For Ruslan Reiter, the Paralympic Winter Games in PyeongChang, South Korea was about the experience, not the results.

“I watched a lot of athletes. Look at what they do. Learn as much as you can,” Reiter, who graduated from Maranacook Community High School in 2017, said.

Home in Manchester after competing in his first Paralympics last week, Reiter reflected on his debut Paralympics. Reiter competed in Nordic skiing and biathlon, earning four top 20 finishes and continuing to show the improvement he’s made since he began training with Team USA just under two years ago.

“His excitement was evident. His eyes were big. Being a rookie, he expected excitement,” John Farra, the US Paralympics Director of Nordic Skiing, said of Reiter.

At 18, Reiter was one of the youngest members of Team USA. His best finish came in the 12.5 kilometer biathlon. There, Reiter placed 11th, hitting 80 percent of his targets in the shooting portion of the race.

“It was warm that day. I kept reminding myself not to go too fast. I kept reminding myself to stay relaxed. I had a clean (perfect shooting) first stage. I was quite surprised,” Reiter said. “I don’t know what made it a good race. Just one of those days.”

Reiter spent much of his training time leading up to the games working on the biathlon, a new event for him, at the Outdoor Sports Institute in Fort Kent. That hard work was evident in PyeongChang, Farra said.

“Biathlon has been a focus for him,” Farra said. “He hit 55, 60 percent in two of his races, and in that one race, he was 80 percent. That was a glimpse of OK, this kid has looked at biathlon as an opportunity.”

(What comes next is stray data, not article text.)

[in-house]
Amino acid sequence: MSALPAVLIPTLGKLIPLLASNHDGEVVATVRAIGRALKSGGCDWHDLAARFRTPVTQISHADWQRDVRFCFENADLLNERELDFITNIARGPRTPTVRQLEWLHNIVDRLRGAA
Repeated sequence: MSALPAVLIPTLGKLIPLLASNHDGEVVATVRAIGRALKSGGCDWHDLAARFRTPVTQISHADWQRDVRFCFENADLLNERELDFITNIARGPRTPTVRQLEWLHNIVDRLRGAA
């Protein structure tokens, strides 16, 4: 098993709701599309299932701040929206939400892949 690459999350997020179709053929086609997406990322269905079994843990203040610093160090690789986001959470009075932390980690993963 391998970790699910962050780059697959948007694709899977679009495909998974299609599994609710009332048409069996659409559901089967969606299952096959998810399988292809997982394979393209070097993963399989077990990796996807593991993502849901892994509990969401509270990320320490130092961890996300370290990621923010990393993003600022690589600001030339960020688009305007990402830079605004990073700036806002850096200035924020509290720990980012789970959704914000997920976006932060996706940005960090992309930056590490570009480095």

Reiter arrived in South Korea with his team a few days before the start of the games, and spent the first night in Seoul going through athlete processing. Most of that entailed getting fitted for Team USA’s opening ceremonies uniform, and being reminded not to nap in order to let his body acclimate to the time change.

“You’re so overwhelmed with all the stuff they give you,” Reiter said.

Taking part in the opening ceremonies with Team USA was a unique thrill, Reiter said.

“I was just pretty happy and excited, It’s an awesome feeling,” Reiter said. “I’m still trying to take it all in.”

Reiter’s first event was the 7.5 kilometer biathlon on March 10. Reiter wore bib 1, meaning all eyes were on him as the first competitor on the course. He was nervous and excited.

“Once I started skiing, I got into my game mode,” Reiter said.

Along with the three biathlon events, Reiter also competed in a 1.5 kilometer Nordic sprint and a relay. A common denominator in each of Reiter’s events was a tendency to let excitement take over and go out too fast. That was normal and expected, Farra said.

“That’s typical. I did the same thing. You think you’re keeping it together, but you’re asking a little more than your body is ready for,” Farra said.

These games were meant to give Reiter a taste of the toughest international competition, and set the stage for bigger things in the 2022 Paralympics. After taking part in three World Cup events, the Paralympics was the next step in Reiter’s career.

“With four years of training, he could be fighting for podium opportunities (in 2022),” Farra said. “It does take a while and he’s got some things he can learn. Skiing is a long-term commitment. When he nails it, it’s all going to come together.”

In two weeks, Reiter will go to Vail, Colorado, to attend a function at which Team USA sponsors meet the athletes. The work for the 2022 Games in Beijing has already begun.

“I do want to go (to Beijing). I’ll get a lot of training in and get better,” Reiter said.

Travis Lazarczyk — 861-9242

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Twitter: @TLazarczykMTM